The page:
So give you give you a couple of examples, not of specific people that have kind of the the challenges that they face. So for example, if I was working with a baseball player whose spring semester is absolutely insane, because they’re traveling constantly, especially to place like what’s going on constantly is like two or three times a week, potentially. So I know and I know, there’s this particular professor who is a stickler on attendance, that there you get, you know, three absences, and you’re done, you can’t pass the class, I’m not going to recommend to the student that they take that course in the baseball season, take that course in the fall, when you’re you’re not going to have the same demands in terms of travel. During particular periods of time, it became very intense. So with soccer, for example, our soccer team in the period of time that I was there, one, I think for national championships when I was there. And so when you get into the when you get into the postseason, you’re traveling every week, you know, you you leave on a Thursday, you come back on a on a Sunday night, and then you got to get to class and do your thing, and then turn around and do it again, if you’re winning. Same thing, when I was the associate ad, our basketball team went to the final for that year. And it’s the same thing. And you know, if you watch the basketball tournament, the NCAA basketball tournament, you see how far these students travel, to get to their, their regional locations. It’s, it is not easy to balance that and what I had a hard time helping them with, but I was committed to helping them with, particularly with those championship sports in the championship season is how do you manage focusing on something you love, I mean, their identities are wrapped up as being an athlete, and many of my soccer players went pro, many of my basketball players went pro. And so you know that this is going to be your first destination career, when you get out of college, they’re going to be a professional athlete. So they’re developing their career, but at the same time, you know that the degree is what they need in the long term. And so you’re doing everything you possibly can to set them up for success. And in fact, for some players, it starts in their freshman year, if you’ve got a soccer player who you know is going to go professional, they’re that good. You start helping them plan their schedule, so that whatever courses they have left at the end of their senior season, they could potentially take them through correspondence courses, they could take them at another institution, transfer them back and finish their degree. So it’s a it’s a four year process for some of these students. But then at those moments during the postseason, it’s very, very intense to help them keep focused. And it’s not easy.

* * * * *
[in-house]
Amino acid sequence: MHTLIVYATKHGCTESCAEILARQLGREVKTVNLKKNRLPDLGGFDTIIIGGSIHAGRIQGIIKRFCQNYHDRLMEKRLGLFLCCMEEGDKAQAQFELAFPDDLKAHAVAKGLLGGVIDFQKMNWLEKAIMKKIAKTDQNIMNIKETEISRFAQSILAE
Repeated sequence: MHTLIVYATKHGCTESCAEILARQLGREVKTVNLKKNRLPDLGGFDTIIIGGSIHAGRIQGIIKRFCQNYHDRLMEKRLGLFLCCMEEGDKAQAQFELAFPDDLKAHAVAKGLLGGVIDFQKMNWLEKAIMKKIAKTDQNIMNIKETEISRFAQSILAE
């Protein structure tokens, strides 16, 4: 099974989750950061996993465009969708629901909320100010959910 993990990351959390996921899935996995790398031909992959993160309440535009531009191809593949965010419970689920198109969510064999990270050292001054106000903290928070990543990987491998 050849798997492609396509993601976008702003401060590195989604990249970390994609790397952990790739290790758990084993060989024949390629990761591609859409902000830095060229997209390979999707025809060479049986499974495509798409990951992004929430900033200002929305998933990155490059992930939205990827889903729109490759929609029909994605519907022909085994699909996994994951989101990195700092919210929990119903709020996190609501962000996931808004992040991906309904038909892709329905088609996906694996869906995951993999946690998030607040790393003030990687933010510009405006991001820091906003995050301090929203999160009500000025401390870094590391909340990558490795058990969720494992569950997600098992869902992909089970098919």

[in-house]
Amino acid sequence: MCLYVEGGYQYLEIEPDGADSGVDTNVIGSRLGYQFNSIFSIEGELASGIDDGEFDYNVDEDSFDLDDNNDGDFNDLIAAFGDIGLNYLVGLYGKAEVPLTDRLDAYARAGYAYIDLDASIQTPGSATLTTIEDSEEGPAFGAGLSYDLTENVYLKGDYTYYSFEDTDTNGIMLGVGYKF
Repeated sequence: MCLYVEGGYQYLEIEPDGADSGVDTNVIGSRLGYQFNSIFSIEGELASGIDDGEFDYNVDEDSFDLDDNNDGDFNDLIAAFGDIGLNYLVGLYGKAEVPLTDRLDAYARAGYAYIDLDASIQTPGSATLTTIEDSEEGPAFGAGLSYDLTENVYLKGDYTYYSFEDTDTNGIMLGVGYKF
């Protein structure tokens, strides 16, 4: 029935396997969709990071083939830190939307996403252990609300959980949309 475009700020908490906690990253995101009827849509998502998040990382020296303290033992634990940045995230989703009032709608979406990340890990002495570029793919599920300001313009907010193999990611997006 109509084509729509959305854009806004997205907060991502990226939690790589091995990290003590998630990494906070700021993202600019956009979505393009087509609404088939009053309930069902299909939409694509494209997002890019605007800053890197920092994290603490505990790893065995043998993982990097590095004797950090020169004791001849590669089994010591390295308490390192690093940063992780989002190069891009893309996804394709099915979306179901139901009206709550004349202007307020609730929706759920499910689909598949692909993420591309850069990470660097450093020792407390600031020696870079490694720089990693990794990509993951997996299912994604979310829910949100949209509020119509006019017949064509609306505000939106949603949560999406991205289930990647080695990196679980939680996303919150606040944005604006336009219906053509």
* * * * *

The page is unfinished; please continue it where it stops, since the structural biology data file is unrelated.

Will Bachman 13:18
No, I guess, I am not a big kind of Final Four basketball fan, but you hear about it, certainly. And it has actually, until this moment, never occurred to me that in the Final Four championship and the basket magic March Madness, that those students also probably have a term paper to finish or midterm that they’re studying for, while they’re, you know, going and playing for the, you know, for the championship.
Amelia Noel-Elkins 13:47
I both administered exams on the road. And when students would travel to our campus, they would have to from other schools, they would sometimes have to come to our office, or I’d have to find a faculty member who would administer an exam for them on the road. Oh, wow. Not unusual. And
Will Bachman 14:05
even more detailed level what might a typical week week look like for a division one athlete? In terms of practice schedule, you know, game schedule? You know, how many hours when are they going to class? Do they try to bunch it all into Monday, Tuesday, Wednesday, or something? Like what might that week look like?
Amelia Noel-Elkins 14:26
Well, now keep in mind, I am what almost 20 years out of the profession right now. So I don’t work in athletics anymore, but did stay closely associated with it when I was when I was here at Illinois State circuit 2020
Will Bachman 14:37
circuit today. Exactly.
Amelia Noel-Elkins 14:39
Exactly. It’s, yeah, you you choose the classes carefully. A lot of morning classes because many of them practice in the afternoon. But then, you know, depending on availability of facilities, availability of practice, time you sometimes I had some teams that would Flip Flop their schedule, and they would do morning practices in the offseason. And then you’d have to plan all of their classes in the afternoon. So it really depends, I would say, you know, the big power schools, in some ways, it’s a little easier because you’re at a research one institution, you have a lot of options and available in terms of class times, class availability, when you get to smaller schools, some of the mid major schools, you don’t have as much time and availability, in terms of the practice facilities, you don’t have as much, you know, a 40,000. Person school is going to have a lot more capacity for different sections of classes than a 20,000 person school. And so it’s different at different institutions. But yeah, they the NCAA puts limits on how much they are required to be at practice. But you know, many of these students are committed to this, as, as I said, it’s their first destination career. And so they’ll spend more time above and beyond the limits that the NCAA puts on it.
Will Bachman 16:00